The SRA-instrument is a natural candidate for any assessment portfolio in introductory statistics. However, in comparing
its outcomes with other types of course performance, it takes a unique position: correlations with final exam outcomes are
weakly positive, correlations with effort-based instruments as homework assignments are however weak but negative. The
weakness in the positive correlations found in this study might not be that problematic, though: it is after all a
pre-test, and reasoning skills as measured by SRA are not included explicitly as course goals. More problematic might be
the negative (be it weak) relationship between study efforts (as measured by the bonus for homework assignments) and the
SRA outcomes. One interpretation of this is that a learning approach that is reproduction directed and strongly
effort-based might be an obstacle in developing statistical reasoning. If this interpretation is correct, it will have a
strong impact on statistics education. The assessment portfolio relevant for this study demonstrates a wide range of
instruments: from multiple choice final exams, via quizzes, to assessed home work. Still, for all these different
instruments, both deep and surface learning approaches contribute to achieving satisfying outcomes. So, although an effort
focused learning approach might be not the most efficient to pass the course, it still carries the guarantee for success,
as long as effort levels are high enough. If the SRA were to be added to the portfolio of assessment instruments, this
story would become different. If our sample is representative, and if the characteristics of the SRA as post-test are
similar to those of a pre-test, we cannot but conclude that there are no alternative routes toward achieving reasoning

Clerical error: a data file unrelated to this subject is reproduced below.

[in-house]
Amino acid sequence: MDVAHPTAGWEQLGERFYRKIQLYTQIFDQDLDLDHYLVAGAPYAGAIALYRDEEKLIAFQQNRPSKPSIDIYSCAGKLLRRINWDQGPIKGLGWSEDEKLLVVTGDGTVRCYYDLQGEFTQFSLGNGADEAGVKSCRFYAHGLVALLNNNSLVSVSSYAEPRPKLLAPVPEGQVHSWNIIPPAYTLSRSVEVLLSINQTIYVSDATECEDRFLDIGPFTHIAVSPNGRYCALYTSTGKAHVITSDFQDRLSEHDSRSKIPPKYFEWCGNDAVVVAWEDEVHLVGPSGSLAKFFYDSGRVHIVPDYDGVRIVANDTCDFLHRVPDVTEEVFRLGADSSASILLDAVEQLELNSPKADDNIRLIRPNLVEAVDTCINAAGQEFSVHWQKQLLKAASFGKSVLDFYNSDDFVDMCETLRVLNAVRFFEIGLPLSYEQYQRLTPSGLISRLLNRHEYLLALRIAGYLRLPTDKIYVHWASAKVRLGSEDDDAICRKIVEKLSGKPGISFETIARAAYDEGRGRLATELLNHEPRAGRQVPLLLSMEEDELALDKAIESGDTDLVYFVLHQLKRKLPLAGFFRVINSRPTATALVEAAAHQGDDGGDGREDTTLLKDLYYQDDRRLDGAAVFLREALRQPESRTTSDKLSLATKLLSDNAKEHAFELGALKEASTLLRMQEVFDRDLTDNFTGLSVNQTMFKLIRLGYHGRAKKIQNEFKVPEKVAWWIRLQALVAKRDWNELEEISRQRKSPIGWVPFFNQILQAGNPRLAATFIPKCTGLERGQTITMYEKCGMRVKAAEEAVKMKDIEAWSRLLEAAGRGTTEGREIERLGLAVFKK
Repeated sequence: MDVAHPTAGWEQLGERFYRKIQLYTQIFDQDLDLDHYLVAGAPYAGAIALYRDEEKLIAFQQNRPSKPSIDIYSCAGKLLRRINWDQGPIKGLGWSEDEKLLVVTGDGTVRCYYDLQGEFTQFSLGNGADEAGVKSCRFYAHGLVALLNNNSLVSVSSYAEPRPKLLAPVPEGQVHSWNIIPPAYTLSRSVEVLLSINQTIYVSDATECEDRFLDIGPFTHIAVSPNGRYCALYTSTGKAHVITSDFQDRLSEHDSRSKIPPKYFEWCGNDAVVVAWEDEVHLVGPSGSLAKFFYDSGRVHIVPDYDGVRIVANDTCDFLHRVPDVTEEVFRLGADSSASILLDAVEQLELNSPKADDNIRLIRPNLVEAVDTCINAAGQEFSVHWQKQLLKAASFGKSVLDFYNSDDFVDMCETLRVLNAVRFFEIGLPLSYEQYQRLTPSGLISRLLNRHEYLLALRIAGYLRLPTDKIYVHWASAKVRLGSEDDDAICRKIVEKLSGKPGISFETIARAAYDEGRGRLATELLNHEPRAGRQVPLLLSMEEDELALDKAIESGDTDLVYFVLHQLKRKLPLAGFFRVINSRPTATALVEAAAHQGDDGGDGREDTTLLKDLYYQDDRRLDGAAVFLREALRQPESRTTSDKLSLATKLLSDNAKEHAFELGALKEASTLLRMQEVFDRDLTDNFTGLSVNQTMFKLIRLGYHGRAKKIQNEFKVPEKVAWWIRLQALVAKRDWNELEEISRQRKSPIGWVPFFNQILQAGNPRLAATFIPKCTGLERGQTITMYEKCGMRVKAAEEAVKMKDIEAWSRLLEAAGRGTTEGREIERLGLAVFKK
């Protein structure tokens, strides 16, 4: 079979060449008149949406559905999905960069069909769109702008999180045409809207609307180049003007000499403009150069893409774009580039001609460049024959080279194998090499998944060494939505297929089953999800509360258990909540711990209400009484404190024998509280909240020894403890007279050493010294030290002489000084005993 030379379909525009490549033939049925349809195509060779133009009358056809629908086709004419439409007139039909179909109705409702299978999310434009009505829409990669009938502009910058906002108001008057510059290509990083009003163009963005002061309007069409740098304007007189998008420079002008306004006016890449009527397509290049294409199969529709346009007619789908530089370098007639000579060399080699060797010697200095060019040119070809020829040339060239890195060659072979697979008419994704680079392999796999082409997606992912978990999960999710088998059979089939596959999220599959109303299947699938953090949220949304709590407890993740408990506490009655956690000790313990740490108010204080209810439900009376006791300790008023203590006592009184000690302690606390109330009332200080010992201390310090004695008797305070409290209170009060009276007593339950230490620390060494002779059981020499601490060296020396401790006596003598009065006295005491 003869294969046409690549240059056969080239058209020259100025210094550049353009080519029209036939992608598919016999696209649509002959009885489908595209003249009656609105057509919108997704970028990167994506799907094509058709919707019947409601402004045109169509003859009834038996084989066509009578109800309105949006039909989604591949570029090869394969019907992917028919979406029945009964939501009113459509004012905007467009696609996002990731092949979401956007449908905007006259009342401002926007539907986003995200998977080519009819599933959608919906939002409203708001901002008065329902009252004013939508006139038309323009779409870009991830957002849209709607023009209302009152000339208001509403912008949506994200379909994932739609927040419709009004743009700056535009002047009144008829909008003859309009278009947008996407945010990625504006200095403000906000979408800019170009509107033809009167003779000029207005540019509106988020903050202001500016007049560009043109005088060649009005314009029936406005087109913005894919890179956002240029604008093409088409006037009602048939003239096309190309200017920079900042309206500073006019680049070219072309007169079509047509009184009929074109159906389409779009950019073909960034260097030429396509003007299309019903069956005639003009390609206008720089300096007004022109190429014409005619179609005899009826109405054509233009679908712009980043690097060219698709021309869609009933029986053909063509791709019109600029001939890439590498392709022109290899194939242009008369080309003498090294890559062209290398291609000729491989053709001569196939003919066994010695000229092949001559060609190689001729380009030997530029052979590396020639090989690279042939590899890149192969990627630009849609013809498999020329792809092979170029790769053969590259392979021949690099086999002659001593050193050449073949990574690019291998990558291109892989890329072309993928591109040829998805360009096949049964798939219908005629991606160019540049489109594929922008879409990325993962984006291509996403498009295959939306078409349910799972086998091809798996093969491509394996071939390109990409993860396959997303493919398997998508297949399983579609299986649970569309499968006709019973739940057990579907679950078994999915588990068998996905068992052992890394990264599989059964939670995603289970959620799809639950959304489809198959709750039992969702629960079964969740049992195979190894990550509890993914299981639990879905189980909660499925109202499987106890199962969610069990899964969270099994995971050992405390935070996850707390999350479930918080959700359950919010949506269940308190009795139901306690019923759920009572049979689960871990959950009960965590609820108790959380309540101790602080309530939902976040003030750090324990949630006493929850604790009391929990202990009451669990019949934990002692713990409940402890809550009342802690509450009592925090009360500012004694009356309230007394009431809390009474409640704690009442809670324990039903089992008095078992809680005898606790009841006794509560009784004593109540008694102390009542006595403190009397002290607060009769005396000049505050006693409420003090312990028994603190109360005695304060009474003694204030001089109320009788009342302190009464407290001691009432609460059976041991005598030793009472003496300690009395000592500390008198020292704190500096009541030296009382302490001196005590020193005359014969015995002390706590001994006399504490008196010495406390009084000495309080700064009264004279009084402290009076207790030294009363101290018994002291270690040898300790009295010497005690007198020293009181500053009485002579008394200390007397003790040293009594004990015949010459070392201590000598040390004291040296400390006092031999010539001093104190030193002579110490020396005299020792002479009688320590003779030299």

One of Garfield’s (2002) conclusions is that the quality of teaching,
and the performance of students on their exams, does
not tell that much about students’ reasoning skills and their level of integrated understanding. This study adds to that
that also specific aspects of the quality of learning, such as approaching learning tasks in a committed but reproduction
directed way, do not guarantee proper reasoning skills.
Chance (2002) describes several instructional tools that allow
‘thinking beyond the textbook’. The outcomes of this study emphasize the importance of using those types of activities
and other tools discussed by Chance; neither traditional lecturing, nor textbook-based independent learning, can assure
success. The study at the same time indicates what those tools should do beyond teaching some specific skills or knowledge:
strengthen e.g. critical processing, and create a better balance in learning orientations and mental models of learning,
since these are important in achieving statistical reasoning skills.
4. Discussion and educational implications
Most statistics programs, adapted to the education reform movement, contain a portfolio of different course assessments.
Some assessment instruments are highly effort-based, as homework assignments and projects, while some are more cognitive
based, such as final exams. In general, correlations between course outcomes as assessed by these different instruments
tend to be rather high. Grading students with a portfolio, instead of a single final exam, thus seems not to have a strong
impact on grading decisions. Choosing for a rich portfolio is therefore better understood by the desire to stimulate
students in their learning, than to drastically change the grading outcomes.
The authors would like to thank the editor and two anonymous referees for their valuable comments on an earlier version of
this paper that led to an improved final version. Earlier versions of this paper appear in the Proceedings of the ARTIST
2004 Roundtable Conference on Assessment in Statistics and the American Statistical Association 2004 Proceedings of the
Section on Statistical Education.
Ben-Zvi, D., and Garfield, J., eds. (2004), The challenge of developing statistical literacy, reasoning, and thinking,
Dordrecht, the Netherlands: Kluwer Academic Publishers.